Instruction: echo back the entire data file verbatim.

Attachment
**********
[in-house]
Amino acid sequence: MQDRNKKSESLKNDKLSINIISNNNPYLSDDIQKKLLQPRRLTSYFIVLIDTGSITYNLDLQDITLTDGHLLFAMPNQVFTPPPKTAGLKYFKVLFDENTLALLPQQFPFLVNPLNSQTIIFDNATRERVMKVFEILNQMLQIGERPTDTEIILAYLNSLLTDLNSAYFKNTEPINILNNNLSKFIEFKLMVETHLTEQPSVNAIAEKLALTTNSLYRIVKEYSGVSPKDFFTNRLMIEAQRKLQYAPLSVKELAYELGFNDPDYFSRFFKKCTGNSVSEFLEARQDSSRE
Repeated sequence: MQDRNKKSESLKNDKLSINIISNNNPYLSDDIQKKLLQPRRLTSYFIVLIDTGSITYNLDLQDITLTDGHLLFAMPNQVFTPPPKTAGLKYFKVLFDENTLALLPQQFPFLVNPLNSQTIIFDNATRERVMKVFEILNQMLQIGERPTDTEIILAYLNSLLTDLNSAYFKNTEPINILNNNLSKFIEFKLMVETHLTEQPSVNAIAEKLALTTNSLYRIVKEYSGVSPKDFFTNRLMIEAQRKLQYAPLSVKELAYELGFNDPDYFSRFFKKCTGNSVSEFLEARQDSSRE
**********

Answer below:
[in-house]
Amino acid sequence: MQDRNKKSESLKNDKLSINIISNNNPYLSDDIQKKLLQPRRLTSYFIVLIDTGSITYNLDLQDITLTDGHLLFAMPNQVFTPPPKTAGLKYFKVLFDENTLALLPQQFPFLVNPLNSQTIIFDNATRERVMKVFEILNQMLQIGERPTDTEIILAYLNSLLTDLNSAYFKNTEPINILNNNLSKFIEFKLMVETHLTEQPSVNAIAEKLALTTNSLYRIVKEYSGVSPKDFFTNRLMIEAQRKLQYAPLSVKELAYELGFNDPDYFSRFFKKCTGNSVSEFLEARQDSSRE
Repeated sequence: MQDRNKKSESLKNDKLSINIISNNNPYLSDDIQKKLLQPRRLTSYFIVLIDTGSITYNLDLQDITLTDGHLLFAMPNQVFTPPPKTAGLKYFKVLFDENTLALLPQQFPFLVNPLNSQTIIFDNATRERVMKVFEILNQMLQIGERPTDTEIILAYLNSLLTDLNSAYFKNTEPINILNNNLSKFIEFKLMVETHLTEQPSVNAIAEKLALTTNSLYRIVKEYSGVSPKDFFTNRLMIEAQRKLQYAPLSVKELAYELGFNDPDYFSRFFKKCTGNSVSEFLEARQDSSRE